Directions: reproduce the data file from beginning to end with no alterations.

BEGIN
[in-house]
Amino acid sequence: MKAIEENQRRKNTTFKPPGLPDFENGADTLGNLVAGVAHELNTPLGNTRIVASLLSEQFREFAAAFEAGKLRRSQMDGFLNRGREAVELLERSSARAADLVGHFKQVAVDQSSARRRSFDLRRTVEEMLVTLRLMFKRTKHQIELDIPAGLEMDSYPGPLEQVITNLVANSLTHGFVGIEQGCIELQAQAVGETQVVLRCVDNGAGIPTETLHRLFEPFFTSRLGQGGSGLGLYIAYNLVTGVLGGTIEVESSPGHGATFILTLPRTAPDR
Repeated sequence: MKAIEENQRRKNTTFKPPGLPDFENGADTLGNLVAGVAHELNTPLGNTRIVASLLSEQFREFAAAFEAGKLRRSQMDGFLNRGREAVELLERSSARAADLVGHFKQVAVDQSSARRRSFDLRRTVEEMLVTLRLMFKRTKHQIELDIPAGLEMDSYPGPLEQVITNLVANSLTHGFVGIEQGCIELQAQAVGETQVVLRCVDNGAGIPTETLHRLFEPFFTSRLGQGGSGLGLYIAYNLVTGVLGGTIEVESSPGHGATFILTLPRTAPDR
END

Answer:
[in-house]
Amino acid sequence: MKAIEENQRRKNTTFKPPGLPDFENGADTLGNLVAGVAHELNTPLGNTRIVASLLSEQFREFAAAFEAGKLRRSQMDGFLNRGREAVELLERSSARAADLVGHFKQVAVDQSSARRRSFDLRRTVEEMLVTLRLMFKRTKHQIELDIPAGLEMDSYPGPLEQVITNLVANSLTHGFVGIEQGCIELQAQAVGETQVVLRCVDNGAGIPTETLHRLFEPFFTSRLGQGGSGLGLYIAYNLVTGVLGGTIEVESSPGHGATFILTLPRTAPDR
Repeated sequence: MKAIEENQRRKNTTFKPPGLPDFENGADTLGNLVAGVAHELNTPLGNTRIVASLLSEQFREFAAAFEAGKLRRSQMDGFLNRGREAVELLERSSARAADLVGHFKQVAVDQSSARRRSFDLRRTVEEMLVTLRLMFKRTKHQIELDIPAGLEMDSYPGPLEQVITNLVANSLTHGFVGIEQGCIELQAQAVGETQVVLRCVDNGAGIPTETLHRLFEPFFTSRLGQGGSGLGLYIAYNLVTGVLGGTIEVESSPGHGATFILTLPRTAPDR